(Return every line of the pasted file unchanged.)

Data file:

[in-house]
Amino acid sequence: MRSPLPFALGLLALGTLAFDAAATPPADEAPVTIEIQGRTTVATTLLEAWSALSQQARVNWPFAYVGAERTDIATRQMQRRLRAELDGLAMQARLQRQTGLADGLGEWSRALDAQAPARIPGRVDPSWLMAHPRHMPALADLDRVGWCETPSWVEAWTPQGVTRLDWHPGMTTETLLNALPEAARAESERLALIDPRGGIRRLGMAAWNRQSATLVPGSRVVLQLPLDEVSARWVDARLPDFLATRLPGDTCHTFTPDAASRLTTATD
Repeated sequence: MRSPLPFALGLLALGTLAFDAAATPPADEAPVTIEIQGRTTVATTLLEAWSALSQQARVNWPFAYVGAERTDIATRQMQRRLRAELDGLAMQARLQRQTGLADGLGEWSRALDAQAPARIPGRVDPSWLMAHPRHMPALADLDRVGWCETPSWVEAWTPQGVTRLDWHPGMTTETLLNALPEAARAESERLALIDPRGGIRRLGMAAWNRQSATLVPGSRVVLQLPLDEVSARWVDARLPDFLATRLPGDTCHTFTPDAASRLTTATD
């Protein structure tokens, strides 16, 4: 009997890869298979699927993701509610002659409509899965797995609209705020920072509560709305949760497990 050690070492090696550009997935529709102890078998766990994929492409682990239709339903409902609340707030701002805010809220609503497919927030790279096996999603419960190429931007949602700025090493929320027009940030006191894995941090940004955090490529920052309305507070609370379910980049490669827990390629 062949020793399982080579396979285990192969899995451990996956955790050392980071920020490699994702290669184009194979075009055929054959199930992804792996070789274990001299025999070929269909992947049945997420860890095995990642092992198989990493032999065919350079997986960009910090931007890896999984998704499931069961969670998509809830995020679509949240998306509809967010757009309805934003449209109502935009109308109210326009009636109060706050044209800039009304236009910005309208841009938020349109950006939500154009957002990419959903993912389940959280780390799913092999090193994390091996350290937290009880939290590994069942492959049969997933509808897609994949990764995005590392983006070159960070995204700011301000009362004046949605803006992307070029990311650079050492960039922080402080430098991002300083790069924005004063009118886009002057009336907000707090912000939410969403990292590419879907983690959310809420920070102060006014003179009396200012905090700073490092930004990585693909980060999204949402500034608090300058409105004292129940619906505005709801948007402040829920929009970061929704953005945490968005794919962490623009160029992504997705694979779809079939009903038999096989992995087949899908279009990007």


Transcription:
[in-house]
Amino acid sequence: MRSPLPFALGLLALGTLAFDAAATPPADEAPVTIEIQGRTTVATTLLEAWSALSQQARVNWPFAYVGAERTDIATRQMQRRLRAELDGLAMQARLQRQTGLADGLGEWSRALDAQAPARIPGRVDPSWLMAHPRHMPALADLDRVGWCETPSWVEAWTPQGVTRLDWHPGMTTETLLNALPEAARAESERLALIDPRGGIRRLGMAAWNRQSATLVPGSRVVLQLPLDEVSARWVDARLPDFLATRLPGDTCHTFTPDAASRLTTATD
Repeated sequence: MRSPLPFALGLLALGTLAFDAAATPPADEAPVTIEIQGRTTVATTLLEAWSALSQQARVNWPFAYVGAERTDIATRQMQRRLRAELDGLAMQARLQRQTGLADGLGEWSRALDAQAPARIPGRVDPSWLMAHPRHMPALADLDRVGWCETPSWVEAWTPQGVTRLDWHPGMTTETLLNALPEAARAESERLALIDPRGGIRRLGMAAWNRQSATLVPGSRVVLQLPLDEVSARWVDARLPDFLATRLPGDTCHTFTPDAASRLTTATD
């Protein structure tokens, strides 16, 4: 009997890869298979699927993701509610002659409509899965797995609209705020920072509560709305949760497990 050690070492090696550009997935529709102890078998766990994929492409682990239709339903409902609340707030701002805010809220609503497919927030790279096996999603419960190429931007949602700025090493929320027009940030006191894995941090940004955090490529920052309305507070609370379910980049490669827990390629 062949020793399982080579396979285990192969899995451990996956955790050392980071920020490699994702290669184009194979075009055929054959199930992804792996070789274990001299025999070929269909992947049945997420860890095995990642092992198989990493032999065919350079997986960009910090931007890896999984998704499931069961969670998509809830995020679509949240998306509809967010757009309805934003449209109502935009109308109210326009009636109060706050044209800039009304236009910005309208841009938020349109950006939500154009957002990419959903993912389940959280780390799913092999090193994390091996350290937290009880939290590994069942492959049969997933509808897609994949990764995005590392983006070159960070995204700011301000009362004046949605803006992307070029990311650079050492960039922080402080430098991002300083790069924005004063009118886009002057009336907000707090912000939410969403990292590419879907983690959310809420920070102060006014003179009396200012905090700073490092930004990585693909980060999204949402500034608090300058409105004292129940619906505005709801948007402040829920929009970061929704953005945490968005794919962490623009160029992504997705694979779809079939009903038999096989992995087949899908279009990007």